Schwarz’s Lichen Moth Elevated to Species Status

I just got my copy of the brand new Pohl & Nanz “Annotated Taxonomic Checklist of the Lepidoptera of North America, North of Mexico” (Wedge Entomol. Res. Foundation, 2023). In it (p. 339), I see that Schwarz's Lichen Moth, Cisthene schwarziorum, has been elevated to species status (revised status) and is no longer considered a “western subspecies” of the Thin-banded Lichen Moth (C. tenuifascia). In that listing, Chris Schmidt (@neoarctia), author of the family Erebidae in the Checklist, does not cite references for the change, only mentioning that it is “based on differences in DNA and genitalic morphology”. This status change has been long anticipated. I previously addressed the identification of schwarziorum in field images in one of my Cisthene ID journal posts six years ago:

Schwarziorum was originally described as a full species by Dyar in 1899 but his schwarziorum was based on two specimens, one from Arizona and another from Vera Cruz, Mexico. The latter specimen has subsequently been determined to be the Tamaulipan Lichen Moth (C. subrufa, det. by Knowlton, 1967). Knowlton’s revision of the genus (1967, p. 70) placed Dyar’s Arizona schwarziorum as a synonym of tenuifascia, but provided only minimal details on that population. There is much variation in the color patterns of each species but below are the basic details of how to separate the two species in photos:

Cisthene schwarziorum (Dyar, 1899)
Cisthene schwarziorum, Graham Co., AZ; 22 Aug 2022; ph. C. Sexton

Cisthene tenuifascia Harvey, 1875
Cisthene tenuifascia, Mills Co., TX; 5 Oct 2019; ph. C. Sexton

Recognizing Schwarz’s Lichen Moth is fairly apparent in Arizona but trickier elsewhere. A large collection of images on iNat from Arizona correspond to the typical schwarziorum pattern with a complete, relatively broad yellowish PM band, an elliptic basal yellow patch which usually does not quite reach the PM band on the inner margin, and a ground color which is quite blackish. The color patches are usually pale to deep yellow but many examples are much oranger; these may represent fresher specimens:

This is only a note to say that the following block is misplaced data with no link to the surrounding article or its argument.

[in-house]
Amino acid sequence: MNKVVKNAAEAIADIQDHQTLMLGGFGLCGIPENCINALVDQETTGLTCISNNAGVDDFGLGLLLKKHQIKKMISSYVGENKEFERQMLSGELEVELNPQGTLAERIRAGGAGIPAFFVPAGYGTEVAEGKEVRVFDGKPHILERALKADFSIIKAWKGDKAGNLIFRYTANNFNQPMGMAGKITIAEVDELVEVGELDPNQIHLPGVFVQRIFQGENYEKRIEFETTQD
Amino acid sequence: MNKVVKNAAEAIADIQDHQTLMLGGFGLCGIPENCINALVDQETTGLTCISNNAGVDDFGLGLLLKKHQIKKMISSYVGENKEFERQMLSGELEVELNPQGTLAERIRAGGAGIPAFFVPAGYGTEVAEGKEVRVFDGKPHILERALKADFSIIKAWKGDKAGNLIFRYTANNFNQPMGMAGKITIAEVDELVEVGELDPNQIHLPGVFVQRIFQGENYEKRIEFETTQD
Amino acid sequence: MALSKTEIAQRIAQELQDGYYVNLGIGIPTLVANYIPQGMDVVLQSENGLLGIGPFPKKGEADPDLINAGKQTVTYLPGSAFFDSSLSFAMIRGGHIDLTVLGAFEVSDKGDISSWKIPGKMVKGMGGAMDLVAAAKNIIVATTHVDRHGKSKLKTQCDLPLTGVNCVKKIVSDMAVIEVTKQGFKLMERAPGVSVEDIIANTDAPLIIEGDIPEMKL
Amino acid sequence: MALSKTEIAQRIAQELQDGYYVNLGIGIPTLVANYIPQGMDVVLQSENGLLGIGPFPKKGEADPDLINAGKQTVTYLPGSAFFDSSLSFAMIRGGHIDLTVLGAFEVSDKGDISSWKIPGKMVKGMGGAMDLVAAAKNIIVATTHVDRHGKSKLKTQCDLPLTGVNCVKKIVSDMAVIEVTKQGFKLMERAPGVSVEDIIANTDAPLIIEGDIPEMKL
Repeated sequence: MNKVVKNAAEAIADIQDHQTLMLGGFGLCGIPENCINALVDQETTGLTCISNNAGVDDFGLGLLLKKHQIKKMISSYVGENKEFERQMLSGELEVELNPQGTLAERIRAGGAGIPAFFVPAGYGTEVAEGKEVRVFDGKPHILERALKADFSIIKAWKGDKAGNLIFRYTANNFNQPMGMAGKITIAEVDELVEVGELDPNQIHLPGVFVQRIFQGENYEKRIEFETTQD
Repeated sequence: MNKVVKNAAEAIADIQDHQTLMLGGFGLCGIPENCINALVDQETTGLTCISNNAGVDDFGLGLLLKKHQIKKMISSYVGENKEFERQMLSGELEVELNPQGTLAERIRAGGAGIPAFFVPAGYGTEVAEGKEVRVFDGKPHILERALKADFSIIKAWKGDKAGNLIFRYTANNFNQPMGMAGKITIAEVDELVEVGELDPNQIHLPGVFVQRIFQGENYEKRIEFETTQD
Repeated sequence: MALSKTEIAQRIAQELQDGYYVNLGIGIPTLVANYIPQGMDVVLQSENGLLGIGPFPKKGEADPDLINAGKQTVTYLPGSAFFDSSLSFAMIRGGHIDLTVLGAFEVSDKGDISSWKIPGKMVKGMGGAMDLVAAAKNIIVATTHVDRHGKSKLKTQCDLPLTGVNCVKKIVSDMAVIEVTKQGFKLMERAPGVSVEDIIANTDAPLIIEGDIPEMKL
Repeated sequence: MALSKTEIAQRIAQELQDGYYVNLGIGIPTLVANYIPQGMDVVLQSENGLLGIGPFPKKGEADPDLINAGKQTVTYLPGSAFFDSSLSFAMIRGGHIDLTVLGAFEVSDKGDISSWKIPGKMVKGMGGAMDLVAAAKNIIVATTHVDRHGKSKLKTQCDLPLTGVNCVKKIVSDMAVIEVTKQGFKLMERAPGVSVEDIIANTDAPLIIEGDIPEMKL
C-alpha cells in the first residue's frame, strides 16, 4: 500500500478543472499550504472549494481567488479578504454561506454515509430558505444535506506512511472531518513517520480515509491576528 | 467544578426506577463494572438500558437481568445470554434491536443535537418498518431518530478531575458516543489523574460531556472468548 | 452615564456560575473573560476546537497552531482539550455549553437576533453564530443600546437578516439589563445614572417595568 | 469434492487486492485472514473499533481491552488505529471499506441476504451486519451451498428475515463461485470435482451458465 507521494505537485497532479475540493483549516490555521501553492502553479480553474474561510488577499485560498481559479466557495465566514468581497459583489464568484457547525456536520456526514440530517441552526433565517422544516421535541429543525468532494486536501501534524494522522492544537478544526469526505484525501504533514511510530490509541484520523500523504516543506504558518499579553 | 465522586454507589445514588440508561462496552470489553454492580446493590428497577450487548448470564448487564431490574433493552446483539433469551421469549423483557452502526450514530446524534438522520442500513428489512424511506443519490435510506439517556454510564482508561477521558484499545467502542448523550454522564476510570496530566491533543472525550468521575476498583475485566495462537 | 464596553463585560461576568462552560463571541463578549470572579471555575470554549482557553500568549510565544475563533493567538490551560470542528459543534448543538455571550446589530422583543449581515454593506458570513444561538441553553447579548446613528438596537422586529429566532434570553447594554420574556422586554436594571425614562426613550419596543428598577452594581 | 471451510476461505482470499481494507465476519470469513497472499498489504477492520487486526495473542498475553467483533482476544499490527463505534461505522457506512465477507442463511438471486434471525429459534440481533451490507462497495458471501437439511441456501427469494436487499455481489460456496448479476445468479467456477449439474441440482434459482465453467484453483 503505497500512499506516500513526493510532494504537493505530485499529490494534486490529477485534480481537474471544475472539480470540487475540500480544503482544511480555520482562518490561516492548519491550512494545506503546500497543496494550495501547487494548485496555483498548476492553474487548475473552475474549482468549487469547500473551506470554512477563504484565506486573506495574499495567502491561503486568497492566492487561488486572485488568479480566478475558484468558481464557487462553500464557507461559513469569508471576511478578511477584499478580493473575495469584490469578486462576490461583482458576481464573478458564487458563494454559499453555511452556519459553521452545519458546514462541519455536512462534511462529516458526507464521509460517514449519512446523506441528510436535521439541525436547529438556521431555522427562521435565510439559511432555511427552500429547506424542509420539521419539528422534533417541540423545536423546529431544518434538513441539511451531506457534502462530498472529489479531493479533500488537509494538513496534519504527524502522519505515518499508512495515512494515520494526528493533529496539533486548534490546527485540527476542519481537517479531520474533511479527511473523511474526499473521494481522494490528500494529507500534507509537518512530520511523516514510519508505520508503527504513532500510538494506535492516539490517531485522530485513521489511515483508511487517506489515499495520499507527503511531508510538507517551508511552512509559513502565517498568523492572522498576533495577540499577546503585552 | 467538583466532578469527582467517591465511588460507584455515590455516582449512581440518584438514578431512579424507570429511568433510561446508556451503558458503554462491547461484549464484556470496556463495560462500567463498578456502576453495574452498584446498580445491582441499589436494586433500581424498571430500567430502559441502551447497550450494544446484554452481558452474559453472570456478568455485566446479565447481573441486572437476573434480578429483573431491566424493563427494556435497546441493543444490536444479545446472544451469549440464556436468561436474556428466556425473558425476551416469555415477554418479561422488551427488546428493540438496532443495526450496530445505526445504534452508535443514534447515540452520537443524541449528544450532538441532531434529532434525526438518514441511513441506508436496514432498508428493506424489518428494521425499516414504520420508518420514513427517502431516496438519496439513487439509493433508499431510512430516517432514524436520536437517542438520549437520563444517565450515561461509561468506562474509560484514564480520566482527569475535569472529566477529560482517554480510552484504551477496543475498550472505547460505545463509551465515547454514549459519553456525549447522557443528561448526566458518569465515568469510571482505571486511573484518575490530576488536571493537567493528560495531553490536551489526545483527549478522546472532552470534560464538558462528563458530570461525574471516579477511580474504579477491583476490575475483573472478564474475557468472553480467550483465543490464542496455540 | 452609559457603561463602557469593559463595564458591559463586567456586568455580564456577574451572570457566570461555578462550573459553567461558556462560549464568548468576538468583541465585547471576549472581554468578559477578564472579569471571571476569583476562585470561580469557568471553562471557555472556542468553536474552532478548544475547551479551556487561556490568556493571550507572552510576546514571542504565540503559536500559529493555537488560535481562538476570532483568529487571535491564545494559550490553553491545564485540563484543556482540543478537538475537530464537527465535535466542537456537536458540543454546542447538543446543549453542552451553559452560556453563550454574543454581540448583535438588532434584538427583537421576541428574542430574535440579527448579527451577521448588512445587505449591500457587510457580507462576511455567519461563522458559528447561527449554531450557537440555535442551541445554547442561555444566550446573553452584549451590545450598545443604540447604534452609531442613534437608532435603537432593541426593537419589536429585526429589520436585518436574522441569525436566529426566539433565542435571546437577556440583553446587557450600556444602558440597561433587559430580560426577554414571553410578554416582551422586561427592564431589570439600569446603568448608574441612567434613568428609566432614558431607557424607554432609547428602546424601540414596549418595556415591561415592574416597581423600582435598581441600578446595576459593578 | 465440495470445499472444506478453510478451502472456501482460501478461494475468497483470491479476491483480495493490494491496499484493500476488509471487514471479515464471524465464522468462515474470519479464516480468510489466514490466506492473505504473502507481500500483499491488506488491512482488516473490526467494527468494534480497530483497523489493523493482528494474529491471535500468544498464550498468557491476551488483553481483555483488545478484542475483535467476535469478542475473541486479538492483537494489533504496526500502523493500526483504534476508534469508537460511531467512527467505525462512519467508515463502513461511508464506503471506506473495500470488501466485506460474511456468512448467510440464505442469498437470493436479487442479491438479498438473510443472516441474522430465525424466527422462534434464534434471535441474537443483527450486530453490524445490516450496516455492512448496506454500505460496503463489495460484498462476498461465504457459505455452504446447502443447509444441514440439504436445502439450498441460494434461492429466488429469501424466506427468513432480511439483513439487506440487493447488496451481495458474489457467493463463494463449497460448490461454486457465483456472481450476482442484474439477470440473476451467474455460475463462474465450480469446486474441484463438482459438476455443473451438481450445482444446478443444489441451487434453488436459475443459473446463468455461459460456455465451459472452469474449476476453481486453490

Presently, another set of 80+ images in Arizona on iNat currently listed at species level as “Thin-banded” all appear to refer to proper Schwarz’s Lichen Moth and will need to be addressed individually:
As currently conceived, true Thin-banded Lichen Moth is not known to occur in Arizona.

In New Mexico, not unexpectedly from a biogeographical standpoint, a small number of observations in the s.w. part of the state appear to refer to Schwarz’s Lichen Moth, while a set of records from Albuquerque eastward (i.e. east of the Rio Grande) appear to be proper Thin-banded Lichen Moths:
I tentatively put the ID of schwarziorum on a single observation in Utah, but my confidence in that ID is marginal:

Two observations on iNat from Sonora, Mexico are similar to the Arizona set:
A disjunct set of observations in southern Mexico appear very similar to schwarziorum and deserve more detailed taxonomic study.

הועלה ב-דצמבר 18, 2023 05:35 לפנה"צ על ידי gcwarbler gcwarbler


As I often do, I'm having trouble formatting the embedded links in the various pieces of highlighted text. I'll work on correcting these.

פורסם על-ידי gcwarbler לפני 7 חודשים

Thanks for putting this together, Chuck. I'll put together a synopsis of the AZ species in the coming weeks with maps and images. So far I've only seen true schwarziorum as far north as roughly the Mogollon Rim. The UT record is interesting, I agree it does look more like this species than true tenuifascia, but it would be quite far outside of where they've been confimred from.

פורסם על-ידי neoarctia לפני 7 חודשים

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